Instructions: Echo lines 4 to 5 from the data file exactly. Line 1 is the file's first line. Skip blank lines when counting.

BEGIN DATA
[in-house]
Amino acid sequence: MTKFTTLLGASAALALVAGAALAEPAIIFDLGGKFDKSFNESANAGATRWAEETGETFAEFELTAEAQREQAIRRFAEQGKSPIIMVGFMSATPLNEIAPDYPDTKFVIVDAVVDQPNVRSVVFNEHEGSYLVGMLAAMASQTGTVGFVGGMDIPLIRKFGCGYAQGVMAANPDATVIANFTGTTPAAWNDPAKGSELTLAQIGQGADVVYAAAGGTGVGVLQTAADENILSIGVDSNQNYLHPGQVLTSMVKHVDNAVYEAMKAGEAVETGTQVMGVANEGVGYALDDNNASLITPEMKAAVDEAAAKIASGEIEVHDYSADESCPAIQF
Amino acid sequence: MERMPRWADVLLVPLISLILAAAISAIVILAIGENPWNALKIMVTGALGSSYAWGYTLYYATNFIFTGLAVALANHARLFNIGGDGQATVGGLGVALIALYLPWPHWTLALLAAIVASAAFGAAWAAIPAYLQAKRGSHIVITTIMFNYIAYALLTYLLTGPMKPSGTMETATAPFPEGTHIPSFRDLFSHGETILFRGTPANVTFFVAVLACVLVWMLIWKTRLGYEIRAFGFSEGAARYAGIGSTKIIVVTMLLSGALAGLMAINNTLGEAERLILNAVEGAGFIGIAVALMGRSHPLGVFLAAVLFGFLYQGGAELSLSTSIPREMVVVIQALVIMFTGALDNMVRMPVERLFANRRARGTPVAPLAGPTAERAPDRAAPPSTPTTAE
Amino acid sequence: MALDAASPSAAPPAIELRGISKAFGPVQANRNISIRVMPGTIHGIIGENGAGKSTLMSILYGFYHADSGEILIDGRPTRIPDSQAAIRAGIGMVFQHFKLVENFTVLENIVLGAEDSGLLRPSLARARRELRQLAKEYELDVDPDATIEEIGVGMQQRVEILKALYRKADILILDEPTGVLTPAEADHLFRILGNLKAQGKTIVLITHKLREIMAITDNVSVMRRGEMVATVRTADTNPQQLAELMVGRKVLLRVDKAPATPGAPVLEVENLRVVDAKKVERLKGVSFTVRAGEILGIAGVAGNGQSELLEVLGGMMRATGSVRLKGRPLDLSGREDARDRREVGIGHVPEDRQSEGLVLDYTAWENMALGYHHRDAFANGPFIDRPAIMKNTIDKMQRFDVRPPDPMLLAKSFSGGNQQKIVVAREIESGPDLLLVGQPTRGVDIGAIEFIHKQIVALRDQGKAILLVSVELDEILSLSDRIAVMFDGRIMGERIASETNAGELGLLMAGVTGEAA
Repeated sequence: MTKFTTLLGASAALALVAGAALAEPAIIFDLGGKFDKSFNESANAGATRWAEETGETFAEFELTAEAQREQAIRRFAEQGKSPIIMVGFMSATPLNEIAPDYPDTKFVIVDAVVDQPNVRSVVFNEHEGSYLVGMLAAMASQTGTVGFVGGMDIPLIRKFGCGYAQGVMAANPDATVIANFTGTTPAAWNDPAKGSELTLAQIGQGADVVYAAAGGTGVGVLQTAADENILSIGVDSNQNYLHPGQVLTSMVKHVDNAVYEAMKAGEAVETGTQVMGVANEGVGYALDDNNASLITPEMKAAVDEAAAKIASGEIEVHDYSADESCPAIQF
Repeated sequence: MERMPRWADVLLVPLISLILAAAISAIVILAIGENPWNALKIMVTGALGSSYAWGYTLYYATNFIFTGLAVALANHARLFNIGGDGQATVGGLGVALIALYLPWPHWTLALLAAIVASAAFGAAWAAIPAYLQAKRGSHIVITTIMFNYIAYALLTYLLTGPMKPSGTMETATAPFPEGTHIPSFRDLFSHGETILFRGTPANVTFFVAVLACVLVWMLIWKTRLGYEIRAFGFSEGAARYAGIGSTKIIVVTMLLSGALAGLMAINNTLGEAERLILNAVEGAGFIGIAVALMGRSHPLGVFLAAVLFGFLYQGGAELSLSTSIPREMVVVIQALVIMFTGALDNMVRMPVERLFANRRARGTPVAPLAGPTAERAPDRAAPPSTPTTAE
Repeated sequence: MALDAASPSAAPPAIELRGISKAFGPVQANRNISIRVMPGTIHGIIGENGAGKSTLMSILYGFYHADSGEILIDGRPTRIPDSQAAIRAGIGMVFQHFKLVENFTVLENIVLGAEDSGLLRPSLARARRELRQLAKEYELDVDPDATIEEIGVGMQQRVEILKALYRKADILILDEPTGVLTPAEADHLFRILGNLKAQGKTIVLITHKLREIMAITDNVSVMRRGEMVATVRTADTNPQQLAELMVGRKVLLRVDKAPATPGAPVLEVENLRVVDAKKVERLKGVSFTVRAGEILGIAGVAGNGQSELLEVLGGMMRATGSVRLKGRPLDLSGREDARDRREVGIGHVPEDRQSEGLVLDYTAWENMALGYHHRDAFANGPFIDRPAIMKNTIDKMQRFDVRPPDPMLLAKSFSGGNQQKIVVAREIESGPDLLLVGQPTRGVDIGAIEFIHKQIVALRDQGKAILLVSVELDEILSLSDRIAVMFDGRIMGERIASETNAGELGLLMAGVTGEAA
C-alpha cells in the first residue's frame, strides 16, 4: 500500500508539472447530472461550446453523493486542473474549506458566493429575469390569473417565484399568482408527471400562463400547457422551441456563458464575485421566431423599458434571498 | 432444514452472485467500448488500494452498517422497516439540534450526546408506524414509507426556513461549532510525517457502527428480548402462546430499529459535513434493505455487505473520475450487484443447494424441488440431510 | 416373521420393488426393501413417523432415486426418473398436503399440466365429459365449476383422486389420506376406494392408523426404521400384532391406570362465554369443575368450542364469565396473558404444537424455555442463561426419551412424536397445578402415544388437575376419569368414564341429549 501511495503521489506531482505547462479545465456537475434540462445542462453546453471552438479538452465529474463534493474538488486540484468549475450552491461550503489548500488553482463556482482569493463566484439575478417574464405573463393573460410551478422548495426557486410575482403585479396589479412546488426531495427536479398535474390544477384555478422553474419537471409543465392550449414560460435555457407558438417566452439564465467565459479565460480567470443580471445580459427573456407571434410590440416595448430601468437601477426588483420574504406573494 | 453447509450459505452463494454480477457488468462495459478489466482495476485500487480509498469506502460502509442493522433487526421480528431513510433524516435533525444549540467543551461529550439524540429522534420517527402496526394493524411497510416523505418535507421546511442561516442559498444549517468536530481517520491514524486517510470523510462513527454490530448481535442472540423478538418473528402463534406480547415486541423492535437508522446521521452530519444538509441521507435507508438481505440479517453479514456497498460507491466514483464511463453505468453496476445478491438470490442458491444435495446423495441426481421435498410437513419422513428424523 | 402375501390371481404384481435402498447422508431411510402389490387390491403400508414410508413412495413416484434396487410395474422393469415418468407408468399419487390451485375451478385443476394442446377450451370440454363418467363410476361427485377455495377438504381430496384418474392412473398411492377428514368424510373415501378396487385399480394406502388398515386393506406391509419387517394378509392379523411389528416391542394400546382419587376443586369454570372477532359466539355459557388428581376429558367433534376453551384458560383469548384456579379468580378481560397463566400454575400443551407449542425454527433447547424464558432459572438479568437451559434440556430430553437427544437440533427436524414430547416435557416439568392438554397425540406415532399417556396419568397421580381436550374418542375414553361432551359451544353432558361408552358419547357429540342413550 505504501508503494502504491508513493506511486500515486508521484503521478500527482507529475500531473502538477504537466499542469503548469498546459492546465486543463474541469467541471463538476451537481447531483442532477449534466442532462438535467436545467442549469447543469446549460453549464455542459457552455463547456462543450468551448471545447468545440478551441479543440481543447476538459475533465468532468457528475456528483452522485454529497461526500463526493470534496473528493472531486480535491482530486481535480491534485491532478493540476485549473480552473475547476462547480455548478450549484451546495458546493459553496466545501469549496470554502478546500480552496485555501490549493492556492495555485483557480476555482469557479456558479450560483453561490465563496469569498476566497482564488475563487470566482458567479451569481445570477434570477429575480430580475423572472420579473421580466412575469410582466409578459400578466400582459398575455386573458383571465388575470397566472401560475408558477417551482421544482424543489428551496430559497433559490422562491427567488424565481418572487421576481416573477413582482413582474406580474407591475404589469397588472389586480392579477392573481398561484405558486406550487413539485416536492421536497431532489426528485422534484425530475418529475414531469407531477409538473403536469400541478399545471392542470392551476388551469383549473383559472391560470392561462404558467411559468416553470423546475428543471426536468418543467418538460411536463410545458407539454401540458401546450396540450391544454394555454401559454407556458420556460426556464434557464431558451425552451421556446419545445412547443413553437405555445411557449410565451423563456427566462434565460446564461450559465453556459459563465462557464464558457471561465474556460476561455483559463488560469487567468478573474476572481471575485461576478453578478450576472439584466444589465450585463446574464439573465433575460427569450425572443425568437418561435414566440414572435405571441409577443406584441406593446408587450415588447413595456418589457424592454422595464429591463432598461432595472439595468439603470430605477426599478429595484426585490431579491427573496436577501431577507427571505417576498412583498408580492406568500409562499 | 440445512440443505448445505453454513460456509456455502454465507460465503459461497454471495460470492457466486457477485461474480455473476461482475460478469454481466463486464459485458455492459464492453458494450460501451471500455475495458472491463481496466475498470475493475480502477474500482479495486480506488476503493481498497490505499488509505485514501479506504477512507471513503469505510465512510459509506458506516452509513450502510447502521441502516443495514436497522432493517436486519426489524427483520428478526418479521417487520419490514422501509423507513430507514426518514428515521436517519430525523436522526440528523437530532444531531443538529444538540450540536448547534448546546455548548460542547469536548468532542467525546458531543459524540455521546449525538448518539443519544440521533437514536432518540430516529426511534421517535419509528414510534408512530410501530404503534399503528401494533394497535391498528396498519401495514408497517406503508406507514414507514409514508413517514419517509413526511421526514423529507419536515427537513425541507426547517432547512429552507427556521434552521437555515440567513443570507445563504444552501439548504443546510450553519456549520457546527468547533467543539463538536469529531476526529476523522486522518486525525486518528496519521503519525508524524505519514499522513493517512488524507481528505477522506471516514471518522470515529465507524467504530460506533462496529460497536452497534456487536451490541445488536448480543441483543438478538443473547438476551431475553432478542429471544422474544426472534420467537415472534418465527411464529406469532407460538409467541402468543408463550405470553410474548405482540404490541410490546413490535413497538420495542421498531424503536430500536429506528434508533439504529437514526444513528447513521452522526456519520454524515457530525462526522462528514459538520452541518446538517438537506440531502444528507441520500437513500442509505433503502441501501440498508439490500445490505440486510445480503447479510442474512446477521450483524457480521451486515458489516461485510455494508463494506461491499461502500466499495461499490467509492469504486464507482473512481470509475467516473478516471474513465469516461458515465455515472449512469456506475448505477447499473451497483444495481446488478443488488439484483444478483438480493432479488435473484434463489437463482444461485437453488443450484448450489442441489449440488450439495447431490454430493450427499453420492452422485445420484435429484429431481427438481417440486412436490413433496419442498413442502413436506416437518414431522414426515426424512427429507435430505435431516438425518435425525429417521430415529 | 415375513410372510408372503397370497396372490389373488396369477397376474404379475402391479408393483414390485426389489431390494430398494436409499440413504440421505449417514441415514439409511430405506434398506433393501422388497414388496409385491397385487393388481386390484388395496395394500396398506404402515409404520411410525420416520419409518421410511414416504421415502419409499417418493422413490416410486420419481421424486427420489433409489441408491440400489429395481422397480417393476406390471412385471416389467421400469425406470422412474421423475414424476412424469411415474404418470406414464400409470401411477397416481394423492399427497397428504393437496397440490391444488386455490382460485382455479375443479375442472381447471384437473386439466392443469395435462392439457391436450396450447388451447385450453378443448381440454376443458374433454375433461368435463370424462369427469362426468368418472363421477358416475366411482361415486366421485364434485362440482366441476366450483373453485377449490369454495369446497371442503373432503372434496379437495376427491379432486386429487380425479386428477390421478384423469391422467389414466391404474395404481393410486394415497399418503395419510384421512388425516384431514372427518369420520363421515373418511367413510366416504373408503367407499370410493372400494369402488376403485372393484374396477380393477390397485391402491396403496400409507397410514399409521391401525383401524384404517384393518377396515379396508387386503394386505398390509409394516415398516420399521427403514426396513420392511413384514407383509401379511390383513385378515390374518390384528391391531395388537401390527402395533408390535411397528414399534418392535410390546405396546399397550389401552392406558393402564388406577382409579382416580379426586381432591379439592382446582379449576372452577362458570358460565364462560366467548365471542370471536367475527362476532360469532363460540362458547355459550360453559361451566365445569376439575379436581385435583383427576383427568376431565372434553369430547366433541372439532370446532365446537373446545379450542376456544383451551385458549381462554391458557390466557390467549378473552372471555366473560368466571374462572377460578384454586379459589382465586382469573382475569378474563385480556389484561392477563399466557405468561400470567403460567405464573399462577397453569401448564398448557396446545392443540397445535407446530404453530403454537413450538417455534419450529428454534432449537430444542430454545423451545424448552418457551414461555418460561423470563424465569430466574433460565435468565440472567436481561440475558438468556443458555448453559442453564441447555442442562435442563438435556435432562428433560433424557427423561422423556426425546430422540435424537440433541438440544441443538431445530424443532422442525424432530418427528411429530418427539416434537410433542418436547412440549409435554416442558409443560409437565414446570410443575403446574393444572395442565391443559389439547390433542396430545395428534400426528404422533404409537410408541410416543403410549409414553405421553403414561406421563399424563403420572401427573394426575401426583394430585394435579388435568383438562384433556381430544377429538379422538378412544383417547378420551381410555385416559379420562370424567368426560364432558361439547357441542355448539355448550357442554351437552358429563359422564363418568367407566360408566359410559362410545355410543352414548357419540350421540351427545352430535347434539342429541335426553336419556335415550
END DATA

Amino acid sequence: MALDAASPSAAPPAIELRGISKAFGPVQANRNISIRVMPGTIHGIIGENGAGKSTLMSILYGFYHADSGEILIDGRPTRIPDSQAAIRAGIGMVFQHFKLVENFTVLENIVLGAEDSGLLRPSLARARRELRQLAKEYELDVDPDATIEEIGVGMQQRVEILKALYRKADILILDEPTGVLTPAEADHLFRILGNLKAQGKTIVLITHKLREIMAITDNVSVMRRGEMVATVRTADTNPQQLAELMVGRKVLLRVDKAPATPGAPVLEVENLRVVDAKKVERLKGVSFTVRAGEILGIAGVAGNGQSELLEVLGGMMRATGSVRLKGRPLDLSGREDARDRREVGIGHVPEDRQSEGLVLDYTAWENMALGYHHRDAFANGPFIDRPAIMKNTIDKMQRFDVRPPDPMLLAKSFSGGNQQKIVVAREIESGPDLLLVGQPTRGVDIGAIEFIHKQIVALRDQGKAILLVSVELDEILSLSDRIAVMFDGRIMGERIASETNAGELGLLMAGVTGEAA
Repeated sequence: MTKFTTLLGASAALALVAGAALAEPAIIFDLGGKFDKSFNESANAGATRWAEETGETFAEFELTAEAQREQAIRRFAEQGKSPIIMVGFMSATPLNEIAPDYPDTKFVIVDAVVDQPNVRSVVFNEHEGSYLVGMLAAMASQTGTVGFVGGMDIPLIRKFGCGYAQGVMAANPDATVIANFTGTTPAAWNDPAKGSELTLAQIGQGADVVYAAAGGTGVGVLQTAADENILSIGVDSNQNYLHPGQVLTSMVKHVDNAVYEAMKAGEAVETGTQVMGVANEGVGYALDDNNASLITPEMKAAVDEAAAKIASGEIEVHDYSADESCPAIQF